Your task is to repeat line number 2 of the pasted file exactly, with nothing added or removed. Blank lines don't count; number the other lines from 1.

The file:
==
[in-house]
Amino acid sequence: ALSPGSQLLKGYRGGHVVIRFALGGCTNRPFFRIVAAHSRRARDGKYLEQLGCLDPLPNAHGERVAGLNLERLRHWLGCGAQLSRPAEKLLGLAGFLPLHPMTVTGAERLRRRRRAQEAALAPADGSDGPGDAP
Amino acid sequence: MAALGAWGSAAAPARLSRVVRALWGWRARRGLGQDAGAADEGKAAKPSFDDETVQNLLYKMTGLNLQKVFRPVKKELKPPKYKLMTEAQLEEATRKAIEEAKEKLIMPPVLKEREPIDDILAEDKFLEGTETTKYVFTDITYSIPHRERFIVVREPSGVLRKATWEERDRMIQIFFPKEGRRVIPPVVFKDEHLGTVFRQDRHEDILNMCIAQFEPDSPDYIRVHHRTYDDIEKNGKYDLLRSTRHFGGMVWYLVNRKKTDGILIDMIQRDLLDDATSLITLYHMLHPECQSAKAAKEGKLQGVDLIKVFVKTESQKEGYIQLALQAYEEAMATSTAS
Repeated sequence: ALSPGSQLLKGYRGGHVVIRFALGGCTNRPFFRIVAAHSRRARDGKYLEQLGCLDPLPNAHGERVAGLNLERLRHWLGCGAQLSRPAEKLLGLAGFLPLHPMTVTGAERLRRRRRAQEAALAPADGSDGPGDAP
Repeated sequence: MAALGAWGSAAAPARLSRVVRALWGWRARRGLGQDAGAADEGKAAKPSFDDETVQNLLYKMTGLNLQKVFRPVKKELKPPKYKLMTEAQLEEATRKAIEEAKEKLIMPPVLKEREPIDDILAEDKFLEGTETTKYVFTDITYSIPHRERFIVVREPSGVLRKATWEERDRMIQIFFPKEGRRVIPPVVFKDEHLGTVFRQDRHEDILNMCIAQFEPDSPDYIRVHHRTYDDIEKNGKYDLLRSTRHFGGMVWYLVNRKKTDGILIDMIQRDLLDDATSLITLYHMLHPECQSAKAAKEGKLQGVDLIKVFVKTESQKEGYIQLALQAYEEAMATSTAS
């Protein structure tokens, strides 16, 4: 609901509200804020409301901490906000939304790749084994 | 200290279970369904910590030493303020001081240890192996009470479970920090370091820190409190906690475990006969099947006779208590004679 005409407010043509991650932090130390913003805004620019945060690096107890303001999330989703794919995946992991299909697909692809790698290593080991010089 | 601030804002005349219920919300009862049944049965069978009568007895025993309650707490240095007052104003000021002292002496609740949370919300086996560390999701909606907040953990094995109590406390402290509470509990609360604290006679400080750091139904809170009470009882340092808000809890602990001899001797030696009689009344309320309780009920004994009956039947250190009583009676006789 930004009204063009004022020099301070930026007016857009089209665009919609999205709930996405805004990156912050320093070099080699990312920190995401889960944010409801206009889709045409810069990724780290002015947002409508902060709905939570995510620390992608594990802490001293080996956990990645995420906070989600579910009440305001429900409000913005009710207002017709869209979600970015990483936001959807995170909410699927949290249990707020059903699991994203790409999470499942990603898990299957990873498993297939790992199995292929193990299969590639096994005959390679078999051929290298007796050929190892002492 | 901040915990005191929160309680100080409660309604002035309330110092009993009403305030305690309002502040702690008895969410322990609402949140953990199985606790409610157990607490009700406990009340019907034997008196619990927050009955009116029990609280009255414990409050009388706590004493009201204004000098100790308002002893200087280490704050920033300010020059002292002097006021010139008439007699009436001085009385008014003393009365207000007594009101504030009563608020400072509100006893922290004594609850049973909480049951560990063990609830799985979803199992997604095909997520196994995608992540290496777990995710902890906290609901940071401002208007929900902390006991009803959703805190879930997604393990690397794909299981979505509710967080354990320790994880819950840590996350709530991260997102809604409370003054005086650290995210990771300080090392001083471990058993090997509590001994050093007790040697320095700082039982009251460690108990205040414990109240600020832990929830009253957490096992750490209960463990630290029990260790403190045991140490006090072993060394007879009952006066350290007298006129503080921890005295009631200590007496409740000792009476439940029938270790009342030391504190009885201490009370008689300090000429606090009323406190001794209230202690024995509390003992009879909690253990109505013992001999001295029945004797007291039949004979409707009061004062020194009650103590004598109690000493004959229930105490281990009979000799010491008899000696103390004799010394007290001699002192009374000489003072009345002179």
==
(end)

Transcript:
Amino acid sequence: ALSPGSQLLKGYRGGHVVIRFALGGCTNRPFFRIVAAHSRRARDGKYLEQLGCLDPLPNAHGERVAGLNLERLRHWLGCGAQLSRPAEKLLGLAGFLPLHPMTVTGAERLRRRRRAQEAALAPADGSDGPGDAP